20 Years Later, Some Things Don’t Change

I’d been ambivalent about my college reunion and waffled on going to the very last minute. Oh, it would be fun to see people, but won’t it be depressing, too? Our lost youth and all that. Besides, I’ve never been a joiner.

That said, I went to the pre-reunion, reunion event in DC a few weeks ago. Partly because it was at The Passenger, a cool venue, and because I had nothing else planned. Besides, I could cab home at any time.

It was oddly fun. Of course, I didn’t know a soul … but turns out, I recognized two of the faces there. One woman pointed to me and said as much:

I know you. I mean, I don’t know your name, but I know your face.

Is that a good thing? I guess that means I haven’t changed that much in 20 years. Yes!!! My youth has NOT passed me by.

But does that mean I’m stuck in my late 80s look? Do I look passe? I mean, retro is in, right? This is the anxiety that reunion wroughts.

And why does she remember me? For something good, I hope. But who remembers someone from that long ago for something worth remembering …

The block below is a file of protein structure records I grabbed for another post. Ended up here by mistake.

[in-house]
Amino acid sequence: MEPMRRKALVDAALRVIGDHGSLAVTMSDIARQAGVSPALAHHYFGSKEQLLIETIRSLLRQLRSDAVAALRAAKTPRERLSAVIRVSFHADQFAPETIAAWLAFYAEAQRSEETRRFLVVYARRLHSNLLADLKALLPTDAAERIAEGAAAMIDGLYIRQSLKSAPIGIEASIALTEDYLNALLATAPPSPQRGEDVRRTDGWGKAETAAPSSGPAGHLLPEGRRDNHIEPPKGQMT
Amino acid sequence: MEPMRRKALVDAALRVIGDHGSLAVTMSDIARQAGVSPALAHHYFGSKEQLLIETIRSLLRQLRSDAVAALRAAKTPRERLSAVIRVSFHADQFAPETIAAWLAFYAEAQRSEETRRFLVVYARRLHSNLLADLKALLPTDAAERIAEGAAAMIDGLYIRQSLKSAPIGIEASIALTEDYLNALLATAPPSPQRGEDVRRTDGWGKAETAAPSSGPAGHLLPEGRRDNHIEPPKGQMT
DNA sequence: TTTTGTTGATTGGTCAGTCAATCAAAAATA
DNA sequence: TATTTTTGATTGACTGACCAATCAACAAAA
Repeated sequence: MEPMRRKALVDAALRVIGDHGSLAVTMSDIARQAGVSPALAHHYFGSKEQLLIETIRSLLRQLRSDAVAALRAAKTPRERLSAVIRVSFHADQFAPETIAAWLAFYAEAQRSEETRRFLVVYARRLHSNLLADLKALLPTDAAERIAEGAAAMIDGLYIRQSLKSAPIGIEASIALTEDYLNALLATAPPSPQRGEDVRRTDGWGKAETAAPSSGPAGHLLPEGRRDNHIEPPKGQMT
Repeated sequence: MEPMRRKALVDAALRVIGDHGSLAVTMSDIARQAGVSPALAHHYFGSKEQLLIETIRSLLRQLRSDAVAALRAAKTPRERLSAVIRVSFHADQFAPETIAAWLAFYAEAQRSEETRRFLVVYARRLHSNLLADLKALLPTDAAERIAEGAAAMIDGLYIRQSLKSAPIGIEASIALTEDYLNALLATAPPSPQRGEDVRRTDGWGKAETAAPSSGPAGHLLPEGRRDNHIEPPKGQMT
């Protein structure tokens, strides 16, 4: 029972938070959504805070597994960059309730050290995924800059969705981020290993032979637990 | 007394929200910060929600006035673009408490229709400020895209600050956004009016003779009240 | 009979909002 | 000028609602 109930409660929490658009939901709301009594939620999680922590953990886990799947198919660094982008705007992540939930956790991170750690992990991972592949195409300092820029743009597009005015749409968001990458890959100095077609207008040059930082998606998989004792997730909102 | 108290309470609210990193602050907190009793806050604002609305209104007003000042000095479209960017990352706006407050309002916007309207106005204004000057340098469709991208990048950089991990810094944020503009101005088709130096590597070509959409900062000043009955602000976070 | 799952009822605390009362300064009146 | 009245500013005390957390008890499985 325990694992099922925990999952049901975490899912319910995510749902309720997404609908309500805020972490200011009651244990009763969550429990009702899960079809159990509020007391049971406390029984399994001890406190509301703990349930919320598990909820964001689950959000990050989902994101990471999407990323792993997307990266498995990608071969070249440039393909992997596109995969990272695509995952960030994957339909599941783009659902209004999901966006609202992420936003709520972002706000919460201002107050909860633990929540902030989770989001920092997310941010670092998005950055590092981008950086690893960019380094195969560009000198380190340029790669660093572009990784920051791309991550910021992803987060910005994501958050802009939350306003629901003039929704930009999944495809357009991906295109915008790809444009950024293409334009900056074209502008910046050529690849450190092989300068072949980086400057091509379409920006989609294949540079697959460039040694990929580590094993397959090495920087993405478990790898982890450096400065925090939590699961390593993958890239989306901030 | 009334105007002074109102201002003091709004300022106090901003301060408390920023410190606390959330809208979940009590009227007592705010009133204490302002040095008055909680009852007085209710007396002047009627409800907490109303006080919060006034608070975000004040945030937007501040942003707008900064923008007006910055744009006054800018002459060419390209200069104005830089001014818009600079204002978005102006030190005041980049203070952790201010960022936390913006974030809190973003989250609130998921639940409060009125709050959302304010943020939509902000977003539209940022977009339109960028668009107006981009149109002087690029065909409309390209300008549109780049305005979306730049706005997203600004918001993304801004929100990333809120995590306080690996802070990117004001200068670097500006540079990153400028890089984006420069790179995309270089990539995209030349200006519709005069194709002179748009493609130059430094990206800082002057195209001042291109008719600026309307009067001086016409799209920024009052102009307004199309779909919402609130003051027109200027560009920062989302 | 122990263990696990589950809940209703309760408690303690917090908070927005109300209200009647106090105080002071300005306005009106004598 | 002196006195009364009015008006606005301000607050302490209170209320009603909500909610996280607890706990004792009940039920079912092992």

A random guy (after too much wine) asked:

Where were you in the fall of 1988?

If only I could remember. Accessing archived memory banks …

As I was leaving, someone asked if I would be going to reunion.

Oh, I’ll go to 25, but I’m not sure about this one, I said breezily.

She replied: At 15, I was happily married. At 20, I will be divorced with three kids. Go, you can’t imagine how much life can change and how quickly.

After those words of wisdom from someone I recognized, but couldn’t quite place, I almost decided to go. Instead, I never quite pulled the trigger.

In the end, it came down to this: five hours of travel to spend 20 quality minutes with the five people I wanted to see. The clinching factor, though, was the realization that my friends were great, but we had all retained too much of our college personnas:

A bunch of us are going solo, my friend told me. It’ll be the first time in almost a decade that we’ll all be sans kids and sans husbands.

Well, sans kids, that would be me every day. So what’s the big deal. And as for ditching the hub … well, that might be interesting to them, but I actually like my husband, and like being with him (!).

Clearly, showing up with G – however briefly – would have been verboten, like flauting some sort of weird single solidarity … this for a friend I adore … and her bitchy friends.

Just the thought of all this was annoying me, reminding me of the unnecessary drama of planning a night out in college. It led to an easy decision: nix reunion – there’s always 25.

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